Disclaimer: The opinions of the columnists are their own and not necessarily those of their employer.
Frank Cassano

The core truth of risk

Welcome to the inaugural “The Risk Rack” column. Being the first column I thought it would a good idea to use it to start simply and slowly. First I wanted to note that this column is intended for information technology risk management professionals, information technology auditors, information technology management and anybody else who may be interested in the field of information technology risk. This column will attempt to provide some insight and guidance to readers with varying levels of experience. This column will also try and provide readers with practical tools to perform their jobs better.

Now that I gotten the housekeeping out of the way let’s get on with the show. First place to start of course is with definitions: Webster defines risk as: “possibility of loss or injury”. I best define information technology risk analysis (or what some people refer to as information technology risk assessment) as: A systematic method of identifying the assets of information technology systems, the threats to those assets, and the vulnerability of the system to those threats. Finally I define information technology risk management as the process of analyzing exposure to risk and determining the best way to address those exposures.

Ok now what? Since this is the first column in this series I feel we should start with the basic core truth of risk analysis and risk management which I never want you to forget. As the risk definition implies risk is a basic fundamental constant in life and has been with us since the first caveman decided to poke his head out of a cave. The trick is to remember what we are here for. The cavemen had probably hundreds of risks that imperiled either him directly his possessions or his family. One caveman let’s call him Gronk could have spent years pouring over every risk and evaluating every possible scenario and then he could have acted. Of course by then the other cavemen probably would have taken all of his possessions, his woman would have left and or he would have been eaten by some big ugly beast. Another caveman let’s call him Fronk probably just thought a moment looked around for a little while then fashioned himself a club out of a tree branch and lit a fire. It wasn’t that Fronk wasn’t aware of his risks or as concerned about coming up with the best solution but Fronk’s job was to survive and he knew that a little good analysis and action was better than a lot of analysis and no action. Fronk may even have used the same control framework that Gronk used but, Fronk knew the fundamental reason for risk analysis and management in the first place is to keep alive. That was true back then and it is true today the only difference is that what we are now trying to keep alive are our businesses.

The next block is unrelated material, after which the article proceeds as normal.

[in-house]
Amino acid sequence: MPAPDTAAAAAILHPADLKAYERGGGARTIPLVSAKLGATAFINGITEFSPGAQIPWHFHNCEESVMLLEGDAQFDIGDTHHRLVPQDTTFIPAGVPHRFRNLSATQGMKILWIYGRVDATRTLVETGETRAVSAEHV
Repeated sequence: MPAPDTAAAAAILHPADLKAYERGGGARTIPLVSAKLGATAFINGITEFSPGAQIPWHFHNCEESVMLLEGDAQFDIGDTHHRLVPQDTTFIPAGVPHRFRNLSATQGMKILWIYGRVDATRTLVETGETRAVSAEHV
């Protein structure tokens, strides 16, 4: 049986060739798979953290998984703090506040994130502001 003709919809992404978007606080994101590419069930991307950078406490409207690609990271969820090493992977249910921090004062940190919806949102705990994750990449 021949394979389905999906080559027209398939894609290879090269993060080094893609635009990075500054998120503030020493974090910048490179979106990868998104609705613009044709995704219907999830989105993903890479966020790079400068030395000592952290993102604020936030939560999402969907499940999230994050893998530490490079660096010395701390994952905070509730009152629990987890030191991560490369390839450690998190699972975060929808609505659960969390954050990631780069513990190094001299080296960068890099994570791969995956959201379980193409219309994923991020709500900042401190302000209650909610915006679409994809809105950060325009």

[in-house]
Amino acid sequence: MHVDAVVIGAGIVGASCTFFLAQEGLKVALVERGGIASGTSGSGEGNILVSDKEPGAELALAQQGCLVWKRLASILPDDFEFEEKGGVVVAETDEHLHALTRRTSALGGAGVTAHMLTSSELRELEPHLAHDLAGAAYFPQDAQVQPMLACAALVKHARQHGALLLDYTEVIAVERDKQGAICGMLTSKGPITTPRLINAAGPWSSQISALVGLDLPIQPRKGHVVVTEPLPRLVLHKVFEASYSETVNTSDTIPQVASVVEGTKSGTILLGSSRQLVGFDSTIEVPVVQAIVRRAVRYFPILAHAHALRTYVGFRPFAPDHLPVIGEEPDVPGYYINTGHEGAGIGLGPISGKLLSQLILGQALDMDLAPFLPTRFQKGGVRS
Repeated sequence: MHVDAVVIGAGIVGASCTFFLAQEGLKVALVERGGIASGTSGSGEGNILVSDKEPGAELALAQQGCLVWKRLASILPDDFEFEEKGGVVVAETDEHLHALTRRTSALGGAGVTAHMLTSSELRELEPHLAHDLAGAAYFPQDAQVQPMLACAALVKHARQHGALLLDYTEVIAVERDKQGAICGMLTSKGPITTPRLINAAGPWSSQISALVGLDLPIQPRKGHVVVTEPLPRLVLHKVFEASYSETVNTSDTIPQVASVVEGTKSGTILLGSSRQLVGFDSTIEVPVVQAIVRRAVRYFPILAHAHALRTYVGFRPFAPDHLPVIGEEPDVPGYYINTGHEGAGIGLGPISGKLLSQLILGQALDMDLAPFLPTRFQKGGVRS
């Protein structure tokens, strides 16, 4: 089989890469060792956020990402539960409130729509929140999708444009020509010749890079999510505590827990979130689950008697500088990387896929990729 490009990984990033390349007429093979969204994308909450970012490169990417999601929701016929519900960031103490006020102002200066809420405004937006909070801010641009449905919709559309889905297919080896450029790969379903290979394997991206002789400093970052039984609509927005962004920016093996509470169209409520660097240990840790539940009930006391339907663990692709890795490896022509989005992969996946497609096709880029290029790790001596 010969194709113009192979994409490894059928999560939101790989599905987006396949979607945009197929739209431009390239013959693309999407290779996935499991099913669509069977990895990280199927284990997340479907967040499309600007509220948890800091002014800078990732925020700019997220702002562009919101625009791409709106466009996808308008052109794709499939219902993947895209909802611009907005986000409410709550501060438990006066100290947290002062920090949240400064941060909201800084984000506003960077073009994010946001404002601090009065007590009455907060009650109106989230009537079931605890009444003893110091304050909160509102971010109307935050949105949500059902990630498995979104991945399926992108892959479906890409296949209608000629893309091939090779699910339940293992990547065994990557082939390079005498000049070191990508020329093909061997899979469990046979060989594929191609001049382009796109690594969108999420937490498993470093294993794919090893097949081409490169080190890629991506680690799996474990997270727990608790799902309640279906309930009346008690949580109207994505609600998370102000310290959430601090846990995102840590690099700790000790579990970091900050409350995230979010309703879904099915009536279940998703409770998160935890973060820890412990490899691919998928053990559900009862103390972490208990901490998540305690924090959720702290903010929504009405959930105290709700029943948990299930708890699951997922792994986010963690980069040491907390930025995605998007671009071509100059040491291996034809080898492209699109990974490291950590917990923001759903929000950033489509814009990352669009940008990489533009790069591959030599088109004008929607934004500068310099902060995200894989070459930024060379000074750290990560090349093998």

The biggest mistake risk management professionals make today is that they over think their programs and forget the core truth of risk, stay alive. Like Gronk they feel that endless analysis is the answer but these managers do not lead successful risk management programs. Yes risk analysis and management has become much more sophisticated since Fronk’s time but the core elements have never changed risk will always be defined as “possibility of loss or injury”. So to all the Information technology risk management professionals I say remember our primary focus is to MANAGE risk not eliminate it or spend endless years trying to find the optimal solution. Select an effective framework for identifying and managing risk and do so with clear strategies and solutions not endless analysis.

One Comment

  1. Robert Mar 17, 2008 at 10:19 am | Permalink

    I think you should modify your statement from MANAGE risk not eliminate it…to MANAGE risk within the proper context of your company not eliminate it. Too many IT Risk people get caught up in this is what we did at my last company or this is what the Jones’ do without remembering that what a company that produces electronics for USAF fighter and a company that makes grass seed are completely different in context of what is a risk.

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